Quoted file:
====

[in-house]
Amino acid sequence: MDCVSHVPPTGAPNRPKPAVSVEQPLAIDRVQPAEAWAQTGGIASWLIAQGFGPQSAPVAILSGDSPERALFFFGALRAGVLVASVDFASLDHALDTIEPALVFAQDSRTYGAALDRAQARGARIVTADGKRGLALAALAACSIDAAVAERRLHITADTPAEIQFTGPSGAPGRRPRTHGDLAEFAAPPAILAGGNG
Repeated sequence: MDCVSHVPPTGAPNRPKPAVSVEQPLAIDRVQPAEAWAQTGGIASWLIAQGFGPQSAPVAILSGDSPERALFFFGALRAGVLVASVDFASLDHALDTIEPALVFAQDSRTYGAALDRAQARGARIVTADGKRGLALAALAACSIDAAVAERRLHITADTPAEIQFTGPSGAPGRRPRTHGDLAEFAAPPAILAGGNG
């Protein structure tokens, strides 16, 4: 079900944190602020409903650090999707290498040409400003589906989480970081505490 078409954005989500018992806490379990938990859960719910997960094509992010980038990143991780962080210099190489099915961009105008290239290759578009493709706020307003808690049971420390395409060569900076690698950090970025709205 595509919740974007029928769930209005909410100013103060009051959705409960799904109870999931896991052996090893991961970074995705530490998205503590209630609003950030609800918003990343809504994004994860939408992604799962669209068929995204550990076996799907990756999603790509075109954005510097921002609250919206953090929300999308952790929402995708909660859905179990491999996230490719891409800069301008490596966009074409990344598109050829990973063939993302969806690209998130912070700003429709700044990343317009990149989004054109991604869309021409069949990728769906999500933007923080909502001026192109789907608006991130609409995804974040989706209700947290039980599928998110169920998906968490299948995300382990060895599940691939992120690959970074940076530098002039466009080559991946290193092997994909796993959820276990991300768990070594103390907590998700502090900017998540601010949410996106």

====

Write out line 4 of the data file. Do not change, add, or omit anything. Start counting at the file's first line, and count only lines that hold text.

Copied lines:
């Protein structure tokens, strides 16, 4: 079900944190602020409903650090999707290498040409400003589906989480970081505490 078409954005989500018992806490379990938990859960719910997960094509992010980038990143991780962080210099190489099915961009105008290239290759578009493709706020307003808690049971420390395409060569900076690698950090970025709205 595509919740974007029928769930209005909410100013103060009051959705409960799904109870999931896991052996090893991961970074995705530490998205503590209630609003950030609800918003990343809504994004994860939408992604799962669209068929995204550990076996799907990756999603790509075109954005510097921002609250919206953090929300999308952790929402995708909660859905179990491999996230490719891409800069301008490596966009074409990344598109050829990973063939993302969806690209998130912070700003429709700044990343317009990149989004054109991604869309021409069949990728769906999500933007923080909502001026192109789907608006991130609409995804974040989706209700947290039980599928998110169920998906968490299948995300382990060895599940691939992120690959970074940076530098002039466009080559991946290193092997994909796993959820276990991300768990070594103390907590998700502090900017998540601010949410996106």